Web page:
Mary Anne Marsh: Trump and Barr are stonewalling on the Mueller investigation -- just like Nixon on Watergate

On March 24, 1973, President Richard Nixon told his Attorney General John Mitchell, "I want you all to stonewall it, let them plead the Fifth Amendment, cover-up or anything else, if it'll save it--save the plan." That conversation, revealed in a tape during the height of Watergate, led to Mitchell’s indictment on charges of conspiracy, obstruction of justice, and perjury for his role in the cover-up of the Watergate scandal and ultimately the resignation of Nixon.

So it’s fitting that last Sunday, on the 46th anniversary of the Watergate Stonewall tape, that we learned Robert Mueller submitted his report to Attorney General William Barr. A three page letter written by Barr did little to tell the American people what the Mueller Report found. It did, however, give Donald Trump a political advantage by creating the impression that he’d been exonerated when it wasn’t true.

Just like Nixon and Mitchell, Trump and Barr are stonewalling.

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After a week of giving Trump the political advantage – boosted by poor reporting and repeated claims of exoneration – a backlash followed about Barr’s stonewall attempt, not only in his three-page letter but also in his refusal to say when he would release the Mueller Report and in what form. That is why on Friday afternoon Barr resorted to damage control that will only result in more damage.

Barr announced he would make a version of the Mueller Report available by the middle of April, almost a month after Mueller submitted it to him, unredacted and with all the evidence. Specifically, a nearly 400-page report with thousands of pages of evidence that Congress and the public may never see if Barr has his way. That is unacceptable.

Congress’ responsibility is to hold the president accountable. They can’t do their job if the full Mueller Report isn’t provided. Anything less than that is the Trump-Barr Stonewall Report, not the Mueller Report.

Furthermore, Barr has no right to opine about the Mueller Report let alone revise or stonewall it. There is nothing in the regulations that govern the special counsel that permits the attorney general to do anything like it. Nothing. Yet Barr has opined three times to date, apparently now editing the Mueller Report, and taking a month to do it. The only job Barr has is to hand over the full Mueller Report, intact with the evidence, and it should have been done last Sunday.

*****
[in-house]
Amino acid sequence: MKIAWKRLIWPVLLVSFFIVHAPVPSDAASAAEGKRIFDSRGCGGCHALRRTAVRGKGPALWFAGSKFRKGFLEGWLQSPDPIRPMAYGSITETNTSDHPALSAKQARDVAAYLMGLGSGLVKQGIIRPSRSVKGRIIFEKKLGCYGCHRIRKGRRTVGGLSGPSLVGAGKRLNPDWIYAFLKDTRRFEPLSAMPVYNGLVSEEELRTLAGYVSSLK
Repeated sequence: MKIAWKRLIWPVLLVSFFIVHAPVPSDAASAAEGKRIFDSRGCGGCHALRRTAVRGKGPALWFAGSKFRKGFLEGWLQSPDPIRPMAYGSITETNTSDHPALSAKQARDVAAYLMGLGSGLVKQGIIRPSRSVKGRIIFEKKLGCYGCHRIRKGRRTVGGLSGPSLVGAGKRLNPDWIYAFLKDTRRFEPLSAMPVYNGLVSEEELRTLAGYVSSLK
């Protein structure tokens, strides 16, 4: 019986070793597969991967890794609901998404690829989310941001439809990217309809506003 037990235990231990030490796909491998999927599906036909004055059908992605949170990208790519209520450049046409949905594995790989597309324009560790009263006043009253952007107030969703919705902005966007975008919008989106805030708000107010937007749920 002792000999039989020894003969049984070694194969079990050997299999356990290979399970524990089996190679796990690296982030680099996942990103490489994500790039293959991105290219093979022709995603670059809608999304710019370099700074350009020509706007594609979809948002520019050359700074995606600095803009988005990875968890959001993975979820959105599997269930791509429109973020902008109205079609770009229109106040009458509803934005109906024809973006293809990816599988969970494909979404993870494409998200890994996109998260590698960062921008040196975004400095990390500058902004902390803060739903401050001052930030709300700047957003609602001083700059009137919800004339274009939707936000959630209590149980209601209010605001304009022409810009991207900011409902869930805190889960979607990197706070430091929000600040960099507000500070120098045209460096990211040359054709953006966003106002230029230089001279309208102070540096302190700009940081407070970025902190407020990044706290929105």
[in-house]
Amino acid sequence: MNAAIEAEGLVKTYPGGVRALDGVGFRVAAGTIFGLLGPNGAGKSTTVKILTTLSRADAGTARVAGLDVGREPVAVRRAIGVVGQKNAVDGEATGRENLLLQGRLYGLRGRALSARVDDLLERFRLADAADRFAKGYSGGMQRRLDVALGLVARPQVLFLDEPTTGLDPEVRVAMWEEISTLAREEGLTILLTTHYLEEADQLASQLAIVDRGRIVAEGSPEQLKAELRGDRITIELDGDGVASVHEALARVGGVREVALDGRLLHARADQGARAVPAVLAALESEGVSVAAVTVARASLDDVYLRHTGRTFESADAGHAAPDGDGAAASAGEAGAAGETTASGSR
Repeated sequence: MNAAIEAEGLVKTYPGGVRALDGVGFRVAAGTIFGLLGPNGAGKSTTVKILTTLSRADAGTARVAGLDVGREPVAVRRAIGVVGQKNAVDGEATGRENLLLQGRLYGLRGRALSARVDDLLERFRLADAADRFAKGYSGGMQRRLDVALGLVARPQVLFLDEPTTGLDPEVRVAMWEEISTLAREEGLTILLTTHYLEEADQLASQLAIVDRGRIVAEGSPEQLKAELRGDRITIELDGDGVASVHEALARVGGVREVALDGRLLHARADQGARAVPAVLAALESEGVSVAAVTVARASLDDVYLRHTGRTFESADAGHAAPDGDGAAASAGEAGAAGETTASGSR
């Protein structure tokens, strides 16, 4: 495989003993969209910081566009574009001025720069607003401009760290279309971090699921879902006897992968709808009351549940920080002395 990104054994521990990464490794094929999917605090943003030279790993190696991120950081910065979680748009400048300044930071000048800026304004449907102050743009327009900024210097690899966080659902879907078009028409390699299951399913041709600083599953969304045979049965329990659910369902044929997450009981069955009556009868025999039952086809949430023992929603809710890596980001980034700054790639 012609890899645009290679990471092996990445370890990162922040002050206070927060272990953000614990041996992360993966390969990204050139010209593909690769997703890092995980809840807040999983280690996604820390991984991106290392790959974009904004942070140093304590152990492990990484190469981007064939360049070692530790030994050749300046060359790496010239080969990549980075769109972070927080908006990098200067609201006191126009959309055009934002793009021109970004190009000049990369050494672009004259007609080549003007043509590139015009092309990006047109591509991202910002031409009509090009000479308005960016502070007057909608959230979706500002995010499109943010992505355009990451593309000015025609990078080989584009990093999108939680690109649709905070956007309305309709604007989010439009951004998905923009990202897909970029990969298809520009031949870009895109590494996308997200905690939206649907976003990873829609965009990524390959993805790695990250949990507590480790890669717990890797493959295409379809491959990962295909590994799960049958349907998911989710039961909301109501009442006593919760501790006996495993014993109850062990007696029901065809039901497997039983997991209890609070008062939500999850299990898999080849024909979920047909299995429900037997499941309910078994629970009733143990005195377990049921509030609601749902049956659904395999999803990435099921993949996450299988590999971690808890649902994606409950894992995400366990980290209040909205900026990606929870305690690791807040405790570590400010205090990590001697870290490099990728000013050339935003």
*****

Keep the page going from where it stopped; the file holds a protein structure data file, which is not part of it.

Congress can’t do its job if the full Mueller Report isn’t provided. Anything less than that is the Trump-Barr Stonewall Report, not the Mueller Report.

Barr states he is going to redact all the grand jury testimony from the Mueller Report. That alone will result in a substantial portion of the report being redacted – and it is unnecessary.  A judge can allow the grand jury material to be made public, just as Leon Jaworski did during Watergate, and Ken Starr followed suit in the Bill Clinton investigation. They sought and received permission from federal judges to release grand jury material. Starr, furthermore, submitted his report and evidence, equally voluminous to the Mueller Report, and it was made public within 48 hours of its completion.

The fact is there is no reason to believe Barr is an honest broker, and every reason to believe he is doing Trump’s bidding. If the Mueller Report exonerated Trump, then it would have been released in its entirety last Sunday, not sometime in mid-April with redactions, omissions, and interpretations by Barr, followed by his promised Congressional testimony in May.

Barr, in fact, has a history of stonewalling and helping presidents avoid the consequences of investigations. The last time Barr served as attorney general, during the Iran-Contra investigation, the late New York Times columnist William Safire referred to him as the “Cover Up General” because he rejected calls to appoint an independent counsel that could have ensnared many members of the Reagan administration, including himself.

Barr finally relented when members of Congress considered impeaching him, and appointed Lawrence Walsh as special counsel, allowing Barr to oversee Walsh even though he was under scrutiny in the investigation. It was also reported that Barr then considered firing Walsh for “misconduct,” believing his investigation cost Bush re-election.

After the 1992 election, Barr then proceeded to help President George H.W. Bush grant pardons to six figures in the Iran-Contra case, including former Defense Secretary Caspar Weinberger as he was about to go on trial to face charges about lying to Congress. That action undercut the Iran-Contra investigation and Special Counsel Walsh. When the pardons were announced Walsh said, "It demonstrates that powerful people with powerful allies can commit serious crimes in high office, deliberately abusing the public trust without consequences".

Barr’s record of stonewalling is clear. The fact that Barr was confirmed by the Republican-controlled Senate based on his record is stunning. Now, it is clear that his record is the reason Barr was picked as attorney general.

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The only way to know if a conspiracy or obstruction of justice has been committed by Trump is to provide the full Mueller Report to Congress and to the public. The American people deserve the truth, the full truth, and nothing but the truth. As we have learned throughout our country’s history, and especially during Watergate, you can’t stonewall the truth. Not even Trump and Barr.

And if they continue to stonewall, then Trump and Barr will face the consequences rendered by the American people and history…just like Nixon and Mitchell.

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